Session Title: Systemic Lupus Erythematosus: Clinical Aspects
Session Type: Abstract Submissions (ACR)
Background/Purpose: Systemic lupus erythematosus (SLE), a chronic inflammatory autoimmune disease capable of exhibiting virtually any clinical symptoms, occasionally presents itself with thrombocytopenic purpura as an initial manifestation. Some patients with initial diagnosis of idiopathic thrombocytopenic purpura (ITP) develop symptoms of SLE as time goes by. Our aim was to investigate the prevalence of SLE in patients with the initial diagnosis of ITP and recognize the salient characteristics of these patients, thereby identifying early diagnostic clues.
Methods: We retrospectively analyzed the clinical and laboratory features of 337 (203 females, 134 males) patients initially diagnosed with ITP between January 1993 and April 2012 at a single center, Kyung Hee University Hospital. At the time of diagnosis of ITP, patients with autoimmune diseases were excluded and ITP was classified into chronic, acute, and recurrent acute types. The following data were obtained for every patient: age at diagnosis, sex, presence of ANA and anti-platelet antibody, bone marrow findings, and bleeding manifestations. The patients were followed-up for development of symptoms indicative of SLE and clinical events including immune hemolytic anemia, splenectomy, infections and thrombosis.
Results: Fifteen of the 337 patients (4.5%) developed SLE; 14 were females while all 15 showed ANA positivity. The patients who eventually developed SLE were more likely to have chronic type ITP, higher ESR, and speckled type ANA, irrespective of its titer (p< 0.05, respectively). The mean incubation period turned out to have SLE was 33.3 months (range: 2-159). For these patients, the mean age at initial diagnosis of ITP was 26.6 years (range: 13-65), and the mean age at diagnosis of SLE was 29.4 years (range: 15-66). Splenectomy was performed in 4 patients, and 3 of them suffered from at least one event of infection. Six of the 15 ITP patients with later development of SLE had been diagnosed as having Evan’s syndrome (ITP with immune hemolytic anemia). The most notable SLE manifestations were thrombotic complications such as deep vein thrombosis or cerebral infarction (40%), and accordingly, high positivity of anti-phospholipid antibody (6/13, 46.2%). Contrary to previous reports, renal involvement appeared to be quite frequent (7/15, 46.6%).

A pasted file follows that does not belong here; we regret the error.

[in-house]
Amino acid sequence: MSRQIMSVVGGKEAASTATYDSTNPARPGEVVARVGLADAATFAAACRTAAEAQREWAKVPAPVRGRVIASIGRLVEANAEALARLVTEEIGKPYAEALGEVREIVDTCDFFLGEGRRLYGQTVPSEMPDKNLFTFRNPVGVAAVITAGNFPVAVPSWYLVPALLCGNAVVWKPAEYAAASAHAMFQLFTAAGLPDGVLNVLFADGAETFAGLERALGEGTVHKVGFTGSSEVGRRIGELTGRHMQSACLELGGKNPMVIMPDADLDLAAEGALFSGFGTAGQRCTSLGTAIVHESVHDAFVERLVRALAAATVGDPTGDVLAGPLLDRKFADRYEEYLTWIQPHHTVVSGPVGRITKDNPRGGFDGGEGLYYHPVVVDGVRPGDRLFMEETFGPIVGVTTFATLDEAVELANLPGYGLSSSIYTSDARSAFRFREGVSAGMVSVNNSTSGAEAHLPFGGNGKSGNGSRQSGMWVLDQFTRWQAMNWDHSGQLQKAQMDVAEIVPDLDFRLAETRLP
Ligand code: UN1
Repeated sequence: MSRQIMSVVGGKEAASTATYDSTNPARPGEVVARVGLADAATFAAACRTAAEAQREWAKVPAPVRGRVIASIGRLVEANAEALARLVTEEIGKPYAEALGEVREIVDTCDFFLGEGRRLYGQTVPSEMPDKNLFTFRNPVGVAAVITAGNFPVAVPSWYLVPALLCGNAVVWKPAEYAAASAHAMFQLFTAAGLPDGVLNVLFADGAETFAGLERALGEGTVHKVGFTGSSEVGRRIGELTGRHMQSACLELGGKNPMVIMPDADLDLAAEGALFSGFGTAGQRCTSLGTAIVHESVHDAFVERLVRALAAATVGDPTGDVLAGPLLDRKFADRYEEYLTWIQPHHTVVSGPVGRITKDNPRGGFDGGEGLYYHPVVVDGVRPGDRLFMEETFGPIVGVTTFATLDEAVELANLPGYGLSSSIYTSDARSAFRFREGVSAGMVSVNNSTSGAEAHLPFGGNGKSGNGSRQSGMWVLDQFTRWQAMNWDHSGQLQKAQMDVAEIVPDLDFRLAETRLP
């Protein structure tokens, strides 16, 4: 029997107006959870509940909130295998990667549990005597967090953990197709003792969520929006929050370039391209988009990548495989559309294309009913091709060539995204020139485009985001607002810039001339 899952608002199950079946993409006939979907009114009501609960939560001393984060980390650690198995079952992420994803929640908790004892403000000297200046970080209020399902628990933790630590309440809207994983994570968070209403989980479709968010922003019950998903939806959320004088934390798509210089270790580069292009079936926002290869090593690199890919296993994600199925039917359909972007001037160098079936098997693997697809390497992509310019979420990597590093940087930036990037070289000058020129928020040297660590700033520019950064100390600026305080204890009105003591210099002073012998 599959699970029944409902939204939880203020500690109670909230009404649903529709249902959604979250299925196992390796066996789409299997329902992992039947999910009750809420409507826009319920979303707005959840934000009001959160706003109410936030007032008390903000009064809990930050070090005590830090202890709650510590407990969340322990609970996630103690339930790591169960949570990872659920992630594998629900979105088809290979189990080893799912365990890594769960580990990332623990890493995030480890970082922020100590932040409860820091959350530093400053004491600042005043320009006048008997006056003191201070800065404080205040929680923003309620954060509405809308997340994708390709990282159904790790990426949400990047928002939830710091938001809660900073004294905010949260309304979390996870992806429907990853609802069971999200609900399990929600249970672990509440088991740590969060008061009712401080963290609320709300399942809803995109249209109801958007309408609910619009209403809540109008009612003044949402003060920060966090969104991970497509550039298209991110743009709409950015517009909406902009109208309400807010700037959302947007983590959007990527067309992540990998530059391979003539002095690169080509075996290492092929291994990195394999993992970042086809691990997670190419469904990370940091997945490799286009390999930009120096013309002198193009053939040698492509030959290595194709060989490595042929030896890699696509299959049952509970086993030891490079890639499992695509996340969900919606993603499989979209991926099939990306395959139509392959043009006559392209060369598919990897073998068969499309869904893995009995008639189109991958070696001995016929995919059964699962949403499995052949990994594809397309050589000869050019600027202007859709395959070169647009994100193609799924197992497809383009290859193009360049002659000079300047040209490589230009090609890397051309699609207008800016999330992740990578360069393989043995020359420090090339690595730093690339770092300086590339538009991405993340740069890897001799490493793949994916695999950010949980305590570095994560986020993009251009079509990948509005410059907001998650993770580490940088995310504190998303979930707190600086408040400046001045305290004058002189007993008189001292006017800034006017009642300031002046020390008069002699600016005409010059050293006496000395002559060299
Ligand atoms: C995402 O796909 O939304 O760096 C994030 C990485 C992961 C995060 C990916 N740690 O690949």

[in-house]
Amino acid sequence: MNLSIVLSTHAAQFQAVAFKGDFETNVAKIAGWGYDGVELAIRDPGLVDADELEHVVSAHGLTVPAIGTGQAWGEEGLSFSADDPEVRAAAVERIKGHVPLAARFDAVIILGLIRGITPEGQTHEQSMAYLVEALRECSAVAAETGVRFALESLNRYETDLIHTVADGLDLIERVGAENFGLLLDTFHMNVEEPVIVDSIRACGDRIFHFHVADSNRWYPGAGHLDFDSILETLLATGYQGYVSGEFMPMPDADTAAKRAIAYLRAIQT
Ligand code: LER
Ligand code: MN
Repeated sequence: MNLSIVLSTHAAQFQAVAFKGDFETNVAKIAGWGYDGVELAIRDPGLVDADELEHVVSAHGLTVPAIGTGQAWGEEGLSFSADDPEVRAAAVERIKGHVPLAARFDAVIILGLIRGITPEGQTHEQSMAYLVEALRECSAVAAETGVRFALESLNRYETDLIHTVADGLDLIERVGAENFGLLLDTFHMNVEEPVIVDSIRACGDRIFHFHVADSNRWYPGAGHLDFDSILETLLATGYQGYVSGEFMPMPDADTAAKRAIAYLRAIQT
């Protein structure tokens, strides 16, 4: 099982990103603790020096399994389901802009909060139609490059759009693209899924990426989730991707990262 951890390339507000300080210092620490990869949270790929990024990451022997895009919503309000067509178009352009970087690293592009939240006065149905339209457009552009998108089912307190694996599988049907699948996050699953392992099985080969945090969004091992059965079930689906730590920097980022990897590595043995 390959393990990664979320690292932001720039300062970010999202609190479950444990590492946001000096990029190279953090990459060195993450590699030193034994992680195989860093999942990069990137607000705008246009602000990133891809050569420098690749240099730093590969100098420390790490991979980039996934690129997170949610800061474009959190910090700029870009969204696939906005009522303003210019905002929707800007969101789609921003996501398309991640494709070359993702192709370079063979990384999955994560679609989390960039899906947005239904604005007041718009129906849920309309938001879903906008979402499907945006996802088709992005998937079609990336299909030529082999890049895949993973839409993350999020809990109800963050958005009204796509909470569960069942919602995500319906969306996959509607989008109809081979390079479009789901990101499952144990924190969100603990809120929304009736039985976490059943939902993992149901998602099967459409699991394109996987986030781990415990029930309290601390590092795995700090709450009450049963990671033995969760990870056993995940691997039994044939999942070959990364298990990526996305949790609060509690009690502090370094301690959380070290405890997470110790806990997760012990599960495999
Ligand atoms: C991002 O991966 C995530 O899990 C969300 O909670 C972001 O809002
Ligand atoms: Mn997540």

Conclusion: SLE was developed in 4.5% of patients with initial diagnosis of ITP during follow-up. ITP patients with later development of SLE are associated with adverse clinical course, therefore early recognition and accurate interventions are imperative. The presence of speckled type ANA, elevated ESR or immune hemolytic anemia in ITP patients warrant careful monitoring, as they are prone to develop other manifestations of SLE or thrombotic complications. With increased clinical attention, unnecessary invasive procedures, such as splenectomy, can be avoided and timely initiation of disease-specific treatment possible.
Y. A. Lee,
S. H. Lee,
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ACR Meeting Abstracts - https://acrabstracts.org/abstract/clinical-characteristics-for-future-development-of-systemic-lupus-erythematosus-in-korean-patients-with-idiopathic-thrombocytopenic-purpura/